It is now common knowledge that a lot of sitting can cause health problems. The less we sit, the better. Does this mean we should all work standing up?
Benefits of standing while at work
Compared to sitting, standing has a number of advantages. It is believed that working standing lowers blood sugar levels faster after a meal than working sitting. Standing is also thought to reduce the risk of back and shoulder complaints. Meanwhile, numerous sit-stand tables have made their appearance in Dutch offices. With these, employers want to reduce the risk of sick leave.
The disadvantages of prolonged standing
However, research has shown that prolonged standing work can cause leg and foot fatigue, back and neck pain and varicose veins.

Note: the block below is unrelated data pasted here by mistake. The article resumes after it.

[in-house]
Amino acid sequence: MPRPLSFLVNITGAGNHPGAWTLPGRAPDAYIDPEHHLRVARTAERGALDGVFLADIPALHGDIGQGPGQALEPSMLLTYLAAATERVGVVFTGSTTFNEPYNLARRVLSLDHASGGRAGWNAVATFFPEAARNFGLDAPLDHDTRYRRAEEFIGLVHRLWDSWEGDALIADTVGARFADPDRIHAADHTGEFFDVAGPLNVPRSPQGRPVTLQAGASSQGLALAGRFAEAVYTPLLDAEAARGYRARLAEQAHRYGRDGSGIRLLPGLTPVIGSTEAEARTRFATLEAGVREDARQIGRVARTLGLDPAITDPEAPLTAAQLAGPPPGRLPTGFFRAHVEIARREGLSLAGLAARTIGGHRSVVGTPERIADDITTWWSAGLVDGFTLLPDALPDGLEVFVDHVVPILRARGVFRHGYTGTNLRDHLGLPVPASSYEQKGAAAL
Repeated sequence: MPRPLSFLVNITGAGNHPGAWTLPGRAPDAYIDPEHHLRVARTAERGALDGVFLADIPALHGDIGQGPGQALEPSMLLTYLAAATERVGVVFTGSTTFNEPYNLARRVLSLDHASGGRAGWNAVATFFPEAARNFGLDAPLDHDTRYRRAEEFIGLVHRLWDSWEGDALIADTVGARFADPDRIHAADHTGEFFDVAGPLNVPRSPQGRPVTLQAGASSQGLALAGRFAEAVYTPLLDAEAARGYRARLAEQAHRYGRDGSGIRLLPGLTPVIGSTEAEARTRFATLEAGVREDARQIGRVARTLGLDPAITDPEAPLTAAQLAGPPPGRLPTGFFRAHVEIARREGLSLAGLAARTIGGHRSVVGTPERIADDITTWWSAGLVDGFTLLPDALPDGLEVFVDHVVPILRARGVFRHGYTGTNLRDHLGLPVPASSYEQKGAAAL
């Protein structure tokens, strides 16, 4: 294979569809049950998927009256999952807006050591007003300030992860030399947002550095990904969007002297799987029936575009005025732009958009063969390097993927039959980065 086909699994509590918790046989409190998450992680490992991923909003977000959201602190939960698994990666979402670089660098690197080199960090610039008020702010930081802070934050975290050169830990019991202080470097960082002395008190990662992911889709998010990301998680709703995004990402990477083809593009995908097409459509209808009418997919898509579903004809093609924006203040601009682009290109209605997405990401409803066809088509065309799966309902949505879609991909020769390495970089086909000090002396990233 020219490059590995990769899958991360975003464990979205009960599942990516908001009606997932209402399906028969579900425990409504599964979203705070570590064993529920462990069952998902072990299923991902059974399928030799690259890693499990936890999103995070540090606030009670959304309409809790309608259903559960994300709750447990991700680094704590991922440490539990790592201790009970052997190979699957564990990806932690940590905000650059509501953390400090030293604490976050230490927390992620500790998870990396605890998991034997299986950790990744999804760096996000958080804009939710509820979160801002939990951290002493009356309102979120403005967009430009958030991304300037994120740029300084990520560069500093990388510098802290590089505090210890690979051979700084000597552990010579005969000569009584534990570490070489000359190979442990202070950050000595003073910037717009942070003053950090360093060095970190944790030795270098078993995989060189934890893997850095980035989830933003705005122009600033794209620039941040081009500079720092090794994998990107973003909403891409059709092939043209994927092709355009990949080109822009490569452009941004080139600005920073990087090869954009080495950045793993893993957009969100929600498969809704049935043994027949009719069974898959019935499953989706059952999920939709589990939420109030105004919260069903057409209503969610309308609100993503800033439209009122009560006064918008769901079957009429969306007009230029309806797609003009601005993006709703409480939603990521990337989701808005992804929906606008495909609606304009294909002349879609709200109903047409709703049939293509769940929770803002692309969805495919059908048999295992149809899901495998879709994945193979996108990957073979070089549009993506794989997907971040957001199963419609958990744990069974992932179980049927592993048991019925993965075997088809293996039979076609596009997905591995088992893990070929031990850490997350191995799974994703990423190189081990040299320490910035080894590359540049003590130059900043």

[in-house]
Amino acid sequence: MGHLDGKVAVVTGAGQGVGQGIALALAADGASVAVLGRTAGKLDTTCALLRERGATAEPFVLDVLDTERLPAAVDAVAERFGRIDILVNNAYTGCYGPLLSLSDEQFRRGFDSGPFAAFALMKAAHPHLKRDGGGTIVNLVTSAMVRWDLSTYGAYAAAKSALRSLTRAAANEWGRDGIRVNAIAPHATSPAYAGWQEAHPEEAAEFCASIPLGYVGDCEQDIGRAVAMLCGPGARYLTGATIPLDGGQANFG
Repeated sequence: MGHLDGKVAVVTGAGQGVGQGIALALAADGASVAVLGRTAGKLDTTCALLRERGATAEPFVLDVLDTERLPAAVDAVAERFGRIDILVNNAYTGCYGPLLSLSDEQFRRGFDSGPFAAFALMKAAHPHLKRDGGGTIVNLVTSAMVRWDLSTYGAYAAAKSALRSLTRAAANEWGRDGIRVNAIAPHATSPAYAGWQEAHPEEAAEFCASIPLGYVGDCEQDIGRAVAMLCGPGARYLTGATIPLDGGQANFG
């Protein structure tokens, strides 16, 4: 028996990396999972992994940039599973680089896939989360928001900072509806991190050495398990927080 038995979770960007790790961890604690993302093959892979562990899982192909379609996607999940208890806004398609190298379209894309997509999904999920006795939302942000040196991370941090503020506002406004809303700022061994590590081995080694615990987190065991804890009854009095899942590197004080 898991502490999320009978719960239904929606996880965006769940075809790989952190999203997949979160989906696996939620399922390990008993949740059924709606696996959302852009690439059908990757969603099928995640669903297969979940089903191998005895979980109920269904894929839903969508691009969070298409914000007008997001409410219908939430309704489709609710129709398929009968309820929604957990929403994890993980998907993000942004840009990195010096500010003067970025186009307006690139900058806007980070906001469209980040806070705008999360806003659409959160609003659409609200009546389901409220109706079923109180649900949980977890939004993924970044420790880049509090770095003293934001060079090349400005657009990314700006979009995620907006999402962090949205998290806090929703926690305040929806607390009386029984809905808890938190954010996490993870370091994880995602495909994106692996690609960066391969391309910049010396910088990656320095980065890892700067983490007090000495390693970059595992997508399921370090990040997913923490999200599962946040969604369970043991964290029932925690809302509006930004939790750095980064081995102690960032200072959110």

In August 2017, a study was published by Oxford University on the relationship between sedentary and standing work and the risk of heart disease. This 12-year study took place in Canada and found that prolonged standing can increase the risk of cardiovascular disease. That’s because standing for too long can lead to blood accumulation in the legs, increased pressure in the veins and increased oxidative stress (chemical imbalance in the body), all of which can contribute to increased risk. Prolonged standing at work doubles the risk of cardiovascular disease.
Unfavorable standing posture
In addition, practice shows that we often stand in the wrong posture. An unfavourable standing posture (hanging on one leg, leaning on the table, wearing high heels, hunching over…) increases the risk of strain.
For decades, guidelines have existed in the Dutch Health and Safety Act for the above reasons to minimise standing work precisely. The Dutch Labour Information Sheet (08) “Sitting and Standing Work” advises that standing for more than 1 hour at a time and standing for more than 4 hours in a day should be avoided as much as possible! That sounds a little strange, doesn’t it?
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